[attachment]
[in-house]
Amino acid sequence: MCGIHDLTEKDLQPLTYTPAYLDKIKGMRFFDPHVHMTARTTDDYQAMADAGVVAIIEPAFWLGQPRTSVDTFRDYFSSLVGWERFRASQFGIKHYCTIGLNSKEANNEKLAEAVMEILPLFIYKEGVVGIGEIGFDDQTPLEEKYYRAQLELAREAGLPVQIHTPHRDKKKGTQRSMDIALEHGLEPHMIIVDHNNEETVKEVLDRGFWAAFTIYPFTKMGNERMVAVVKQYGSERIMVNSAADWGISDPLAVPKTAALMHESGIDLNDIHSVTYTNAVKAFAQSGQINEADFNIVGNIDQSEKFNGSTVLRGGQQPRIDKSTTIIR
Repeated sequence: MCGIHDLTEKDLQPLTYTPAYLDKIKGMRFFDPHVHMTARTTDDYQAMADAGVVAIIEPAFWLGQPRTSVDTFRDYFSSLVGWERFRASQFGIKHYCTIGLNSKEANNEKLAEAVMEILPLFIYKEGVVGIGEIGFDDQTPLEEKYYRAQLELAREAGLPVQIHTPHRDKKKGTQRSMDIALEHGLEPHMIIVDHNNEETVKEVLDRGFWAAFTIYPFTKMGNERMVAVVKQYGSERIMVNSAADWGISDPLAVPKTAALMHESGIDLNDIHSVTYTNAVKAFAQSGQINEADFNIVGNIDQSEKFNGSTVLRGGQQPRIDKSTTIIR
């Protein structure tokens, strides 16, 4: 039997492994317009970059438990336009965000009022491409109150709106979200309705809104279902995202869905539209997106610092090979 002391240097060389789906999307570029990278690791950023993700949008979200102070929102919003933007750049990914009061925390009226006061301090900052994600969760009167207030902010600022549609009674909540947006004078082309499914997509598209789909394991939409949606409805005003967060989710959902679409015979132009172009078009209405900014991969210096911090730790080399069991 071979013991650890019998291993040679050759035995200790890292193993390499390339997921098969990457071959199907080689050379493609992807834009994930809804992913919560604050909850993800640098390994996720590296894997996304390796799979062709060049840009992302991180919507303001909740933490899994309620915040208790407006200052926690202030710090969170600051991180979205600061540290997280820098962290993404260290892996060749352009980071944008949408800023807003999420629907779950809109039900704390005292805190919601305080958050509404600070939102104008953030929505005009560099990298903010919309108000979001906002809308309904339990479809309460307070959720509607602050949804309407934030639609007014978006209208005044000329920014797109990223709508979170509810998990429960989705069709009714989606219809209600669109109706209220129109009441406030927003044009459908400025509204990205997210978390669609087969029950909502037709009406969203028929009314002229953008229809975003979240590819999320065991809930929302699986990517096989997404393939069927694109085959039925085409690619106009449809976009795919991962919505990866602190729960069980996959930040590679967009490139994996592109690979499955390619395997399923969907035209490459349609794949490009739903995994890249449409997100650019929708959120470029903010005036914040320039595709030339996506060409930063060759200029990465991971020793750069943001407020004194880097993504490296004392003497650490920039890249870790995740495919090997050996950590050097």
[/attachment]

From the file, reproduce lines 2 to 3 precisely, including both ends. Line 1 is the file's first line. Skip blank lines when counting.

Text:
Amino acid sequence: MCGIHDLTEKDLQPLTYTPAYLDKIKGMRFFDPHVHMTARTTDDYQAMADAGVVAIIEPAFWLGQPRTSVDTFRDYFSSLVGWERFRASQFGIKHYCTIGLNSKEANNEKLAEAVMEILPLFIYKEGVVGIGEIGFDDQTPLEEKYYRAQLELAREAGLPVQIHTPHRDKKKGTQRSMDIALEHGLEPHMIIVDHNNEETVKEVLDRGFWAAFTIYPFTKMGNERMVAVVKQYGSERIMVNSAADWGISDPLAVPKTAALMHESGIDLNDIHSVTYTNAVKAFAQSGQINEADFNIVGNIDQSEKFNGSTVLRGGQQPRIDKSTTIIR
Repeated sequence: MCGIHDLTEKDLQPLTYTPAYLDKIKGMRFFDPHVHMTARTTDDYQAMADAGVVAIIEPAFWLGQPRTSVDTFRDYFSSLVGWERFRASQFGIKHYCTIGLNSKEANNEKLAEAVMEILPLFIYKEGVVGIGEIGFDDQTPLEEKYYRAQLELAREAGLPVQIHTPHRDKKKGTQRSMDIALEHGLEPHMIIVDHNNEETVKEVLDRGFWAAFTIYPFTKMGNERMVAVVKQYGSERIMVNSAADWGISDPLAVPKTAALMHESGIDLNDIHSVTYTNAVKAFAQSGQINEADFNIVGNIDQSEKFNGSTVLRGGQQPRIDKSTTIIR